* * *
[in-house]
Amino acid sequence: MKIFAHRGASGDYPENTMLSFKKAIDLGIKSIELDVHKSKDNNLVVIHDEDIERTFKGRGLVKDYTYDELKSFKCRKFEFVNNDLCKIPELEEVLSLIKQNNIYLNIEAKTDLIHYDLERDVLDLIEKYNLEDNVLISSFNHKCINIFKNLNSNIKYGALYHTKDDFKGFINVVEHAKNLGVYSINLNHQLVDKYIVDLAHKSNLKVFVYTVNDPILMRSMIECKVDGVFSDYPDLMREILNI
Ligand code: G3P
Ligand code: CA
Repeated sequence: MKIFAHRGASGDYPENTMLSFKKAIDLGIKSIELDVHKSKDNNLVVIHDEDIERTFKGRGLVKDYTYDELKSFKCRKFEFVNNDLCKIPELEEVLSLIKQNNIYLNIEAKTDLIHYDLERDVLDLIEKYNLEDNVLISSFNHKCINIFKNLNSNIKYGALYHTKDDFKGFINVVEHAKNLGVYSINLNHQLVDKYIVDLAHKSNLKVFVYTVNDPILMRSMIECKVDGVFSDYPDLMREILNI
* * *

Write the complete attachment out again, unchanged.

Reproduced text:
[in-house]
Amino acid sequence: MKIFAHRGASGDYPENTMLSFKKAIDLGIKSIELDVHKSKDNNLVVIHDEDIERTFKGRGLVKDYTYDELKSFKCRKFEFVNNDLCKIPELEEVLSLIKQNNIYLNIEAKTDLIHYDLERDVLDLIEKYNLEDNVLISSFNHKCINIFKNLNSNIKYGALYHTKDDFKGFINVVEHAKNLGVYSINLNHQLVDKYIVDLAHKSNLKVFVYTVNDPILMRSMIECKVDGVFSDYPDLMREILNI
Ligand code: G3P
Ligand code: CA
Repeated sequence: MKIFAHRGASGDYPENTMLSFKKAIDLGIKSIELDVHKSKDNNLVVIHDEDIERTFKGRGLVKDYTYDELKSFKCRKFEFVNNDLCKIPELEEVLSLIKQNNIYLNIEAKTDLIHYDLERDVLDLIEKYNLEDNVLISSFNHKCINIFKNLNSNIKYGALYHTKDDFKGFINVVEHAKNLGVYSINLNHQLVDKYIVDLAHKSNLKVFVYTVNDPILMRSMIECKVDGVFSDYPDLMREILNI